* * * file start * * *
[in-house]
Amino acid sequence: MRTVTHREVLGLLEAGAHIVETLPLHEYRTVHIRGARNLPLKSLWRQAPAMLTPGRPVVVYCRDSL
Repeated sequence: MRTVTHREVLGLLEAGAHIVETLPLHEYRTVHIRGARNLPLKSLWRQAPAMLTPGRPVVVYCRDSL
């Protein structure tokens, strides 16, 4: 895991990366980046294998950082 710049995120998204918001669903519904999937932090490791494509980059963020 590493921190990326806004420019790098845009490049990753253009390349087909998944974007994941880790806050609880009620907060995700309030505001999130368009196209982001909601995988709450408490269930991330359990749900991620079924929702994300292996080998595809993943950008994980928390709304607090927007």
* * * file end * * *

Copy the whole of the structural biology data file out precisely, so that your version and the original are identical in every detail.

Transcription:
[in-house]
Amino acid sequence: MRTVTHREVLGLLEAGAHIVETLPLHEYRTVHIRGARNLPLKSLWRQAPAMLTPGRPVVVYCRDSL
Repeated sequence: MRTVTHREVLGLLEAGAHIVETLPLHEYRTVHIRGARNLPLKSLWRQAPAMLTPGRPVVVYCRDSL
């Protein structure tokens, strides 16, 4: 895991990366980046294998950082 710049995120998204918001669903519904999937932090490791494509980059963020 590493921190990326806004420019790098845009490049990753253009390349087909998944974007994941880790806050609880009620907060995700309030505001999130368009196209982001909601995988709450408490269930991330359990749900991620079924929702994300292996080998595809993943950008994980928390709304607090927007």